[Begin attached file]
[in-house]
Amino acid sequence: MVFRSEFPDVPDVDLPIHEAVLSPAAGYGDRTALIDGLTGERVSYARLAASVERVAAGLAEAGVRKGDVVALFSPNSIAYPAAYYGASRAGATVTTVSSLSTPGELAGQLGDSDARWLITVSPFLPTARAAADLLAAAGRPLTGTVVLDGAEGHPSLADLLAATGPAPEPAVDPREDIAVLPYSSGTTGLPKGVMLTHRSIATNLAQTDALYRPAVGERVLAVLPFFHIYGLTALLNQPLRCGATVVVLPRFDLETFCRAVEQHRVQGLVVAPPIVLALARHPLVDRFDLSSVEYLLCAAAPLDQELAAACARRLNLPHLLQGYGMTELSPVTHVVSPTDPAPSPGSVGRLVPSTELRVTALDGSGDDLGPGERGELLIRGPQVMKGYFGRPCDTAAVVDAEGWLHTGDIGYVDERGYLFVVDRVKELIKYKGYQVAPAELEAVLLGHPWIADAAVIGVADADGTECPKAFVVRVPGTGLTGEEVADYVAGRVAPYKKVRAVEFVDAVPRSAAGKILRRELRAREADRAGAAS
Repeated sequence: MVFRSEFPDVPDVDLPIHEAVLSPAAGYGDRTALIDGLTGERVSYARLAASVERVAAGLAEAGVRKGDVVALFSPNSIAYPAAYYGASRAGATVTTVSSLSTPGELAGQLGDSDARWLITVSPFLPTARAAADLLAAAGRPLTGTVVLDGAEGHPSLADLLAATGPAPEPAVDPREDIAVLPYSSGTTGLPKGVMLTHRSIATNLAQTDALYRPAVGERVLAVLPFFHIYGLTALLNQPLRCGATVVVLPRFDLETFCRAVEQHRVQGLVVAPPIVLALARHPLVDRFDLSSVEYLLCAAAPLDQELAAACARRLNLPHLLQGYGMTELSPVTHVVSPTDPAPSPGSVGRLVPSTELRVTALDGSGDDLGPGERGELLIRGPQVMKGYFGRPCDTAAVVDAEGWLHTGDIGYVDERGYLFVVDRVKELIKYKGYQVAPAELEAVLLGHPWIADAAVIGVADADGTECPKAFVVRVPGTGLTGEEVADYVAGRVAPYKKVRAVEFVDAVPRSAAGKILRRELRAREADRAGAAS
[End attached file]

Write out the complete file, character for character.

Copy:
[in-house]
Amino acid sequence: MVFRSEFPDVPDVDLPIHEAVLSPAAGYGDRTALIDGLTGERVSYARLAASVERVAAGLAEAGVRKGDVVALFSPNSIAYPAAYYGASRAGATVTTVSSLSTPGELAGQLGDSDARWLITVSPFLPTARAAADLLAAAGRPLTGTVVLDGAEGHPSLADLLAATGPAPEPAVDPREDIAVLPYSSGTTGLPKGVMLTHRSIATNLAQTDALYRPAVGERVLAVLPFFHIYGLTALLNQPLRCGATVVVLPRFDLETFCRAVEQHRVQGLVVAPPIVLALARHPLVDRFDLSSVEYLLCAAAPLDQELAAACARRLNLPHLLQGYGMTELSPVTHVVSPTDPAPSPGSVGRLVPSTELRVTALDGSGDDLGPGERGELLIRGPQVMKGYFGRPCDTAAVVDAEGWLHTGDIGYVDERGYLFVVDRVKELIKYKGYQVAPAELEAVLLGHPWIADAAVIGVADADGTECPKAFVVRVPGTGLTGEEVADYVAGRVAPYKKVRAVEFVDAVPRSAAGKILRRELRAREADRAGAAS
Repeated sequence: MVFRSEFPDVPDVDLPIHEAVLSPAAGYGDRTALIDGLTGERVSYARLAASVERVAAGLAEAGVRKGDVVALFSPNSIAYPAAYYGASRAGATVTTVSSLSTPGELAGQLGDSDARWLITVSPFLPTARAAADLLAAAGRPLTGTVVLDGAEGHPSLADLLAATGPAPEPAVDPREDIAVLPYSSGTTGLPKGVMLTHRSIATNLAQTDALYRPAVGERVLAVLPFFHIYGLTALLNQPLRCGATVVVLPRFDLETFCRAVEQHRVQGLVVAPPIVLALARHPLVDRFDLSSVEYLLCAAAPLDQELAAACARRLNLPHLLQGYGMTELSPVTHVVSPTDPAPSPGSVGRLVPSTELRVTALDGSGDDLGPGERGELLIRGPQVMKGYFGRPCDTAAVVDAEGWLHTGDIGYVDERGYLFVVDRVKELIKYKGYQVAPAELEAVLLGHPWIADAAVIGVADADGTECPKAFVVRVPGTGLTGEEVADYVAGRVAPYKKVRAVEFVDAVPRSAAGKILRRELRAREADRAGAAS